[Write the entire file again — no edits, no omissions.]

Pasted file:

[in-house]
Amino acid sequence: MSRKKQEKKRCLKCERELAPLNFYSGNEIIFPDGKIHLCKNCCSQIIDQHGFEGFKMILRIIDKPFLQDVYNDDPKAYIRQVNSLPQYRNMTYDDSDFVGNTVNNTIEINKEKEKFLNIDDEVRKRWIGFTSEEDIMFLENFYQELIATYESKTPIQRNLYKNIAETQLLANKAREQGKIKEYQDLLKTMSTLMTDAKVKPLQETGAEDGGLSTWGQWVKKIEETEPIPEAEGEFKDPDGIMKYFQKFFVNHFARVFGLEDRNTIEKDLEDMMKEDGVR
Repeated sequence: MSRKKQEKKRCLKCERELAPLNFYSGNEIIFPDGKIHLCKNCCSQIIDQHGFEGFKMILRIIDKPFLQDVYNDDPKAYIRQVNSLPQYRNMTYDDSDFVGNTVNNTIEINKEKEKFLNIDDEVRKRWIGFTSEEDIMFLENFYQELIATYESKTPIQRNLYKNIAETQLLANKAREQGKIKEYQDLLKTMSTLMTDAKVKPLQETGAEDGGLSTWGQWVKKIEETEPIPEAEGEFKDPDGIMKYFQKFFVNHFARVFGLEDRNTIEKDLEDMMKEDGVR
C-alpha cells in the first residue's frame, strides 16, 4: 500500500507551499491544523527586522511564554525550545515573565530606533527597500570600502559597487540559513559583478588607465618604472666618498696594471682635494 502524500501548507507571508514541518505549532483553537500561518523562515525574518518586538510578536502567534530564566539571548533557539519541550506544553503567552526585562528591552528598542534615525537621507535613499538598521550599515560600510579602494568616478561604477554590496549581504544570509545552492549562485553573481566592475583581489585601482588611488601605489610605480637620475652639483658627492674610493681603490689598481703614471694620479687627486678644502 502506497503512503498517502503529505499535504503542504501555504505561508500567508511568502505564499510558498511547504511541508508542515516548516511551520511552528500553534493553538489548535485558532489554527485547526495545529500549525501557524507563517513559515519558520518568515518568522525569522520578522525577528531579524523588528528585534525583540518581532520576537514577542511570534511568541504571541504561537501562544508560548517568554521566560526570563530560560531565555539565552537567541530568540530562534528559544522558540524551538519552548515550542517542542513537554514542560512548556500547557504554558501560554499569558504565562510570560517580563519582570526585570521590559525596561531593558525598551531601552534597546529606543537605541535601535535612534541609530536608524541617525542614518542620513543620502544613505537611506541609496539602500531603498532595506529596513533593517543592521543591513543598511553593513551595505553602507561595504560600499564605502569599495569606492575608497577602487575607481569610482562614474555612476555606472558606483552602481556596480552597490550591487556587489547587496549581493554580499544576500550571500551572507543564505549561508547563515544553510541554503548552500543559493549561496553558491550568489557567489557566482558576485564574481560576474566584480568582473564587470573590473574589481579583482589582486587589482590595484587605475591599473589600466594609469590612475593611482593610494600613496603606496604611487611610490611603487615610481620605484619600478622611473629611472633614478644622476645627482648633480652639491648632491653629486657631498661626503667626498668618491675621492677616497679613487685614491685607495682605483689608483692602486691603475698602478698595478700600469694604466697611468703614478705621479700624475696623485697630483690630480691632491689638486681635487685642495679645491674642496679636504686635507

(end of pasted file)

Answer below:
[in-house]
Amino acid sequence: MSRKKQEKKRCLKCERELAPLNFYSGNEIIFPDGKIHLCKNCCSQIIDQHGFEGFKMILRIIDKPFLQDVYNDDPKAYIRQVNSLPQYRNMTYDDSDFVGNTVNNTIEINKEKEKFLNIDDEVRKRWIGFTSEEDIMFLENFYQELIATYESKTPIQRNLYKNIAETQLLANKAREQGKIKEYQDLLKTMSTLMTDAKVKPLQETGAEDGGLSTWGQWVKKIEETEPIPEAEGEFKDPDGIMKYFQKFFVNHFARVFGLEDRNTIEKDLEDMMKEDGVR
Repeated sequence: MSRKKQEKKRCLKCERELAPLNFYSGNEIIFPDGKIHLCKNCCSQIIDQHGFEGFKMILRIIDKPFLQDVYNDDPKAYIRQVNSLPQYRNMTYDDSDFVGNTVNNTIEINKEKEKFLNIDDEVRKRWIGFTSEEDIMFLENFYQELIATYESKTPIQRNLYKNIAETQLLANKAREQGKIKEYQDLLKTMSTLMTDAKVKPLQETGAEDGGLSTWGQWVKKIEETEPIPEAEGEFKDPDGIMKYFQKFFVNHFARVFGLEDRNTIEKDLEDMMKEDGVR
C-alpha cells in the first residue's frame, strides 16, 4: 500500500507551499491544523527586522511564554525550545515573565530606533527597500570600502559597487540559513559583478588607465618604472666618498696594471682635494 502524500501548507507571508514541518505549532483553537500561518523562515525574518518586538510578536502567534530564566539571548533557539519541550506544553503567552526585562528591552528598542534615525537621507535613499538598521550599515560600510579602494568616478561604477554590496549581504544570509545552492549562485553573481566592475583581489585601482588611488601605489610605480637620475652639483658627492674610493681603490689598481703614471694620479687627486678644502 502506497503512503498517502503529505499535504503542504501555504505561508500567508511568502505564499510558498511547504511541508508542515516548516511551520511552528500553534493553538489548535485558532489554527485547526495545529500549525501557524507563517513559515519558520518568515518568522525569522520578522525577528531579524523588528528585534525583540518581532520576537514577542511570534511568541504571541504561537501562544508560548517568554521566560526570563530560560531565555539565552537567541530568540530562534528559544522558540524551538519552548515550542517542542513537554514542560512548556500547557504554558501560554499569558504565562510570560517580563519582570526585570521590559525596561531593558525598551531601552534597546529606543537605541535601535535612534541609530536608524541617525542614518542620513543620502544613505537611506541609496539602500531603498532595506529596513533593517543592521543591513543598511553593513551595505553602507561595504560600499564605502569599495569606492575608497577602487575607481569610482562614474555612476555606472558606483552602481556596480552597490550591487556587489547587496549581493554580499544576500550571500551572507543564505549561508547563515544553510541554503548552500543559493549561496553558491550568489557567489557566482558576485564574481560576474566584480568582473564587470573590473574589481579583482589582486587589482590595484587605475591599473589600466594609469590612475593611482593610494600613496603606496604611487611610490611603487615610481620605484619600478622611473629611472633614478644622476645627482648633480652639491648632491653629486657631498661626503667626498668618491675621492677616497679613487685614491685607495682605483689608483692602486691603475698602478698595478700600469694604466697611468703614478705621479700624475696623485697630483690630480691632491689638486681635487685642495679645491674642496679636504686635507